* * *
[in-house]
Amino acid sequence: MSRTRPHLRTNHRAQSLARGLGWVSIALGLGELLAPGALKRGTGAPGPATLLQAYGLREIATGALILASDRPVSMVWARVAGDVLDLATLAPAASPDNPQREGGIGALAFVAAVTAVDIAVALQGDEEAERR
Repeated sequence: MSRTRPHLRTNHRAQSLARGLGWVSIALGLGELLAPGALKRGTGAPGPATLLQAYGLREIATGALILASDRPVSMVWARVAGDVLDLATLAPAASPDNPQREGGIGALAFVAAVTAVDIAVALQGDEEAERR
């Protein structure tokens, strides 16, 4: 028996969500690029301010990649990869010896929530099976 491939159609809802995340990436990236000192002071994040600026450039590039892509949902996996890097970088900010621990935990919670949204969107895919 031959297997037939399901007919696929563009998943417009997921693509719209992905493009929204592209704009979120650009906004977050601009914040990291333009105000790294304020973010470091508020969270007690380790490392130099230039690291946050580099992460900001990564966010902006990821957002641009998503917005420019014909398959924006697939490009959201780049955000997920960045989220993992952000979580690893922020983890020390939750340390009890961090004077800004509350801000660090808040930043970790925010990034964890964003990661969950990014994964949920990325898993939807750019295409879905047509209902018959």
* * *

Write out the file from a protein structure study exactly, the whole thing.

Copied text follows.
[in-house]
Amino acid sequence: MSRTRPHLRTNHRAQSLARGLGWVSIALGLGELLAPGALKRGTGAPGPATLLQAYGLREIATGALILASDRPVSMVWARVAGDVLDLATLAPAASPDNPQREGGIGALAFVAAVTAVDIAVALQGDEEAERR
Repeated sequence: MSRTRPHLRTNHRAQSLARGLGWVSIALGLGELLAPGALKRGTGAPGPATLLQAYGLREIATGALILASDRPVSMVWARVAGDVLDLATLAPAASPDNPQREGGIGALAFVAAVTAVDIAVALQGDEEAERR
């Protein structure tokens, strides 16, 4: 028996969500690029301010990649990869010896929530099976 491939159609809802995340990436990236000192002071994040600026450039590039892509949902996996890097970088900010621990935990919670949204969107895919 031959297997037939399901007919696929563009998943417009997921693509719209992905493009929204592209704009979120650009906004977050601009914040990291333009105000790294304020973010470091508020969270007690380790490392130099230039690291946050580099992460900001990564966010902006990821957002641009998503917005420019014909398959924006697939490009959201780049955000997920960045989220993992952000979580690893922020983890020390939750340390009890961090004077800004509350801000660090808040930043970790925010990034964890964003990661969950990014994964949920990325898993939807750019295409879905047509209902018959």